That is a really interesting observation. I would not say that I had that in mind when I was working on those pieces, but it makes a lot of sense. I personally feel much more sane and, in a way, loved in the natural world than I do in certain dimensions of the human world. Some of that goes way back to when I was a kid. I just wandered in the woods all the time, and I’m aware that that part of my childhood was just magical. It was a serious saving grace from some pretty unpleasant things that were going on in our household. My parents had a very uproarious marriage, and so being in the household wasn’t a lot of fun at times. I was able to just go outside and wander in the woods and follow creeks and things like that, often alone or with a single friend. It really taught me that there is a place in this world that is composed of peace and composed of calm and quiet and beauty — all of those things that we like about poetry.
There’s a lot of hesitation that comes across through the speakers. There are many times when the speaker will say something, stop, and then say it again. What’s behind that?
In that particular book, I was conscious that I wanted the poems to be overtly narrative. I wanted there to be a story told in each poem. The kind of hesitation that you’re talking about — stopping the story from going forward, that sort of thing — that might be a way to indicate that when any of us is telling a story, we can sometimes get carried away with it. We can sometimes amaze ourselves. In telling the story, we can discover a feature of the story that we hadn’t thought about previously, and we stop ourselves, and we think “Wow, here I am. I’ve wandered into this labyrinth telling this story that I thought was familiar to me and there’s something right here in the middle of it that I didn’t know was here before.”
I love that about sitting down and writing a poem in general: you can get lost if you don’t try to write a poem with the end result in mind. It’s not a calculated decision, it’s like taking a walk. That’s how I like to write a poem. It’s very liberating.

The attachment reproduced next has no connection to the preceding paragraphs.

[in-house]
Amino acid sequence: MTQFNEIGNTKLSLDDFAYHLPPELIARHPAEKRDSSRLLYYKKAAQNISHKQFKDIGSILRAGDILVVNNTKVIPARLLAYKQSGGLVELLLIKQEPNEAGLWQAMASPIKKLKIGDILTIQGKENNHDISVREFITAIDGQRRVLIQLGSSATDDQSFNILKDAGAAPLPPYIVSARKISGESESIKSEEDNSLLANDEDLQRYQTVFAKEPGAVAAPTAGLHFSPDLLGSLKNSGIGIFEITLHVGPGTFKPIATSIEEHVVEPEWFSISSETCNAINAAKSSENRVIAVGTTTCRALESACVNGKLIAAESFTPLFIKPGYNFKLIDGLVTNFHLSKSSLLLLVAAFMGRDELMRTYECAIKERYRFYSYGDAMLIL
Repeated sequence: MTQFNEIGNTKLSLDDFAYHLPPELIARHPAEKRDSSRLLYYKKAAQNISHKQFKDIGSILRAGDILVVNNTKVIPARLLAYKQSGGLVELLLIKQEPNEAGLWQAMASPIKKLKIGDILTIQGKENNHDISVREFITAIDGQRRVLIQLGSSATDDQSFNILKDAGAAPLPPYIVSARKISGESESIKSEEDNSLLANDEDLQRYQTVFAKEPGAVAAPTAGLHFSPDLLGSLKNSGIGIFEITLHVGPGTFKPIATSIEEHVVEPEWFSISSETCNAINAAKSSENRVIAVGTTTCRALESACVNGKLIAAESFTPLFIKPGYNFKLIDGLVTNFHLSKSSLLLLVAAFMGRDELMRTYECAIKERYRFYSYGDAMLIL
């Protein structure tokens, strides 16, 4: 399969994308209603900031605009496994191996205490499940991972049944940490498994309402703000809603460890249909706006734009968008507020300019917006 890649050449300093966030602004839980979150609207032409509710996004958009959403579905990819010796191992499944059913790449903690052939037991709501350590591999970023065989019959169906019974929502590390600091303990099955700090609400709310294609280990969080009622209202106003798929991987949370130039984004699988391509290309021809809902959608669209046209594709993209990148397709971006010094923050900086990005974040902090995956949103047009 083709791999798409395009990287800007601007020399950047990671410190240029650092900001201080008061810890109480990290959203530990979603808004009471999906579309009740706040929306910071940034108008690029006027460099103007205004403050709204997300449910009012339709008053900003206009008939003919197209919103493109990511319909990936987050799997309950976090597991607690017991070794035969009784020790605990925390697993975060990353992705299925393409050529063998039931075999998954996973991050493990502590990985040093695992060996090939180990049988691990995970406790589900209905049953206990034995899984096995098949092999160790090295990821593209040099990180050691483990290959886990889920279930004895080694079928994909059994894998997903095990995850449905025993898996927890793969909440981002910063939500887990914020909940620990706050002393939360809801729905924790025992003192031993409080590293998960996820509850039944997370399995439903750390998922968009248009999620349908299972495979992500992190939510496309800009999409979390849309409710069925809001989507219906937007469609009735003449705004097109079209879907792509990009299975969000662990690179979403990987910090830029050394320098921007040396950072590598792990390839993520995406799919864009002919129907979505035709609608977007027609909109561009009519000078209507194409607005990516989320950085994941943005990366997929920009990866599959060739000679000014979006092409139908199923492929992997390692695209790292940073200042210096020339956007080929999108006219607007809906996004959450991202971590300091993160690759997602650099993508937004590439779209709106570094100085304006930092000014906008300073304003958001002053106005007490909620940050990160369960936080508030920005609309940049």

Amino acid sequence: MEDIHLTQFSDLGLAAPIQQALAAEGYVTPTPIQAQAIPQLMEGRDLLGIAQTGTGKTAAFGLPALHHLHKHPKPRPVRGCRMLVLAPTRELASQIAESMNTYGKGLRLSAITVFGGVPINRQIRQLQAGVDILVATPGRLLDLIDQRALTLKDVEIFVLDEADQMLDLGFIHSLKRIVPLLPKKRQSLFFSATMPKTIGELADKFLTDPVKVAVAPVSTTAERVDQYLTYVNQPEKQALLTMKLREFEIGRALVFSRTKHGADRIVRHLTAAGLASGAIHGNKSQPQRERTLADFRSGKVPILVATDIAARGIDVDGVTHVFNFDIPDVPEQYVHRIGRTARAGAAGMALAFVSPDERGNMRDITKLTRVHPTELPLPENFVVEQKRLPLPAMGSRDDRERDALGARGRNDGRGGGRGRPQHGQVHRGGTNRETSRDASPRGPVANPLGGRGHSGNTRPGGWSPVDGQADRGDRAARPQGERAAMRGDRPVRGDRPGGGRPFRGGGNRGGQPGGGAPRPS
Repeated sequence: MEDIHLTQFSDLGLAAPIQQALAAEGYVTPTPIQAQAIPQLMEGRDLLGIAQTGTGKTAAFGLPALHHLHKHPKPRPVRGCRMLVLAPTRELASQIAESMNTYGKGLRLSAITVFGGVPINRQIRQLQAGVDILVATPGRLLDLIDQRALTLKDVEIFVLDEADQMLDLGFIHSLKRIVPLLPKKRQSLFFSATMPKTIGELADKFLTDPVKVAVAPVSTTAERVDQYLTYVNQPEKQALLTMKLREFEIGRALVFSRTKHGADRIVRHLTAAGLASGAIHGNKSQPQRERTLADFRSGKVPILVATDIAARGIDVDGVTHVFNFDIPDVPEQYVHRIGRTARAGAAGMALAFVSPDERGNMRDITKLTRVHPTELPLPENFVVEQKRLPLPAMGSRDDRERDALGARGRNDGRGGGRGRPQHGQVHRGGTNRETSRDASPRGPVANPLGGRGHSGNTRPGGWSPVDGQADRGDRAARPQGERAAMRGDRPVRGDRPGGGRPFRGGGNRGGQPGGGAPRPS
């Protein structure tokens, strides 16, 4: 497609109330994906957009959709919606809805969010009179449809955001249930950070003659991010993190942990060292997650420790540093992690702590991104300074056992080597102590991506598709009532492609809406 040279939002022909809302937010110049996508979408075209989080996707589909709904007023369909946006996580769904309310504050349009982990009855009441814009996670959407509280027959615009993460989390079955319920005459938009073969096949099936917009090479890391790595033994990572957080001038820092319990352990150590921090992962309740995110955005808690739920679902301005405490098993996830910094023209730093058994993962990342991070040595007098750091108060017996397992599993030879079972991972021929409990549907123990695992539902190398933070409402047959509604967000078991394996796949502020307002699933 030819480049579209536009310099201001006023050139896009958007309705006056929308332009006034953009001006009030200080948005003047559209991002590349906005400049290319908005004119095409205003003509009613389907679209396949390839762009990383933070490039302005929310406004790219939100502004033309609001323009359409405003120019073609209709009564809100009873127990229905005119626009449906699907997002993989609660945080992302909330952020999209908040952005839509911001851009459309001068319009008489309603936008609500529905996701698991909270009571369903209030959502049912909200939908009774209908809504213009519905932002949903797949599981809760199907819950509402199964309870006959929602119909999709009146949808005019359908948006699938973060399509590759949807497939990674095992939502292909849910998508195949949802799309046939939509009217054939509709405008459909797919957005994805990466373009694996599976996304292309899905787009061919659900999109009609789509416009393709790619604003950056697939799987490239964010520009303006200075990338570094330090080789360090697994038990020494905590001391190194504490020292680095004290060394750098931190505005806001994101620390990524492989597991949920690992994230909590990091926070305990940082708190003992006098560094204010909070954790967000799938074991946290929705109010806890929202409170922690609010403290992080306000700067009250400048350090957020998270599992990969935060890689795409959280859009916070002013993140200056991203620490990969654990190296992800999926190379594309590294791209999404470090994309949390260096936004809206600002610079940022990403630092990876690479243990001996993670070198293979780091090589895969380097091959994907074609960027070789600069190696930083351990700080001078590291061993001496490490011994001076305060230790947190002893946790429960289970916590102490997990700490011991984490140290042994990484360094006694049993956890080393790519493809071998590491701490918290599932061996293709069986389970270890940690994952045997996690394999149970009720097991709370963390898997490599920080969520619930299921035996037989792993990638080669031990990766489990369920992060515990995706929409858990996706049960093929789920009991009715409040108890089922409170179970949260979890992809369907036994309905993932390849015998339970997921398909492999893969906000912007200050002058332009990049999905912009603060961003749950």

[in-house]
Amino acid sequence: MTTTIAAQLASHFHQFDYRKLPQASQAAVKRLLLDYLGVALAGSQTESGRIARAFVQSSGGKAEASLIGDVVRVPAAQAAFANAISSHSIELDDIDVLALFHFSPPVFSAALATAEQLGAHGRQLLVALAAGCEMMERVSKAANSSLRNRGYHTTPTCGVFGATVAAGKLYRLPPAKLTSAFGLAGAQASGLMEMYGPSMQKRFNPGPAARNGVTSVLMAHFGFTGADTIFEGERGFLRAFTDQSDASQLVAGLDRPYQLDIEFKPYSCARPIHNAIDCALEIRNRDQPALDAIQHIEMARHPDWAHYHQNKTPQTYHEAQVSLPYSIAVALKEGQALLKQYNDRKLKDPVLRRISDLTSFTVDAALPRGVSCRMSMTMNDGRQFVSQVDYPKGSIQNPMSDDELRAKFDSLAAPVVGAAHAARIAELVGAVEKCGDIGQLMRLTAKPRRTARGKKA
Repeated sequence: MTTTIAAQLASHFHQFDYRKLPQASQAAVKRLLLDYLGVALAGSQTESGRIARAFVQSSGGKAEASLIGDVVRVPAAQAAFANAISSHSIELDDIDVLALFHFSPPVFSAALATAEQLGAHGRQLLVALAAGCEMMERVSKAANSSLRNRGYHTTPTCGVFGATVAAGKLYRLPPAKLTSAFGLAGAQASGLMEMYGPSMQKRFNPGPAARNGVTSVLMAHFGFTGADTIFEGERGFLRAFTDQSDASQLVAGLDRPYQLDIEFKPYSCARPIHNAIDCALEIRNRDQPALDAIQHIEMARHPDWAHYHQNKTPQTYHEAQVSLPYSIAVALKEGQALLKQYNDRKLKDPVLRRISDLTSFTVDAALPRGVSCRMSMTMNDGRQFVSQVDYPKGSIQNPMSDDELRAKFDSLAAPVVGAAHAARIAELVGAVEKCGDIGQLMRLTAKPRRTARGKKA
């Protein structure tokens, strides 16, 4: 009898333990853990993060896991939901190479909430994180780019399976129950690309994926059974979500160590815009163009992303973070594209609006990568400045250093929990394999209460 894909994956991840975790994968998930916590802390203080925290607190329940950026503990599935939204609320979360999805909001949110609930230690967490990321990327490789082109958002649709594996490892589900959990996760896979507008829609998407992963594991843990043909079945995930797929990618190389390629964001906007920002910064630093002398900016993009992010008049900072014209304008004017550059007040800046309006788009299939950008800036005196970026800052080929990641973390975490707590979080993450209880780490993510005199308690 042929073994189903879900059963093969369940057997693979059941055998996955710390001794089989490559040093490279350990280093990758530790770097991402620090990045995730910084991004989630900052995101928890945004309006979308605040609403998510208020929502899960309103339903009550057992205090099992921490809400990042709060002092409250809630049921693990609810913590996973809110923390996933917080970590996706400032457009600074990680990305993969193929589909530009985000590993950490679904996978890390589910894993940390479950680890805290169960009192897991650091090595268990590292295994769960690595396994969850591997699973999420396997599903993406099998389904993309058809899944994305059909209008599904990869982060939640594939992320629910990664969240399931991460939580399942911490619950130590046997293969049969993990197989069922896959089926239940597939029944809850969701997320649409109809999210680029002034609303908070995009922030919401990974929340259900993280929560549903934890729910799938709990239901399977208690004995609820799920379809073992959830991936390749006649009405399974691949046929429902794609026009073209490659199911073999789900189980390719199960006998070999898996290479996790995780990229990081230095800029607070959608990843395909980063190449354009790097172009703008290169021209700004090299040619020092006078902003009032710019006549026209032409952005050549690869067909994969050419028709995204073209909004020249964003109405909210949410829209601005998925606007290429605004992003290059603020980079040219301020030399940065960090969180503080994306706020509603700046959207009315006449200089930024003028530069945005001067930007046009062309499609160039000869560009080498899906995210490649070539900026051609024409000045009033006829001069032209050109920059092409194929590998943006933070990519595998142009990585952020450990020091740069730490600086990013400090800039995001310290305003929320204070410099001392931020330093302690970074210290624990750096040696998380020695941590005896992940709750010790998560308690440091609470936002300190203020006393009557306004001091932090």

I usually don’t sit down with an agenda for a poem. I want to take a couple of steps and see where it goes from there. Sometimes, when you’re taking a walk, you can find yourself rather pleasantly lost, out of your familiar context and you can go beyond where you’ve already been. That’s just important to me in terms of my experience in writing poems. I want it to be a completely liberating experience.
Do you have moments during that free experience, that walk, in which the writing can become frustrating and you have to go up a steep hill along the way?
Yes, absolutely. As I often tell my students, learning how to write a poem is, in many ways, a lifetime task. Even if you’ve been doing it for 15 – 20 years, there will always be times when you realize, “There’s something else I have to learn, something in general, some technical features.” For each person who is aspiring to be a poet, you have to learn something about your own process too, all the time. You have to be aware, especially as a young person starting out, that you have to give yourself some slack. You have to realize, “How I’m doing this now, at 20 years, is going to change. When I’m 40 years old, I’m not going to be doing it this way. I’ll encounter new methods, new practices, new skills that I’ll learn to fold into my process.”
That’s how you grow in poetry, for sure, and probably many other things. Just because you feel really excited about a poem that you wrote when you were 20, you’ll feel really excited about a poem you wrote when you were 30, and you’ll put the two side-by-side, and it won’t even seem like the same writer. Writing is a very organic process, but, just to continue the gardening metaphor, you can’t just throw seeds out on the ground and expect them to grow into something that you’ll eat for the next six months. You have to tend it. Even though there is an organic quality, you have to be consciously taking care of things and all the features, and you get better at it.
The title of your talk on Tuesday is “Here Lies Andrew Baker: An Epitome on Figures of Speech.” Tell me a little bit about the Andrew Baker in the title — how did you encounter him?
I had a great-great-grandfather’s grave in southwestern Kentucky. Several years ago my mother and I and a cousin were tracking down old family cemeteries in the woods and we found his grave. Whoever carved the epitaph on the grave spelled “h‑e-r‑e” incorrectly. My interest in it for the purposes of the lecture is the use of figurative language, which we talk a lot about in poetry.
~ Compiled by Amanda Tindall and Chris McCaffery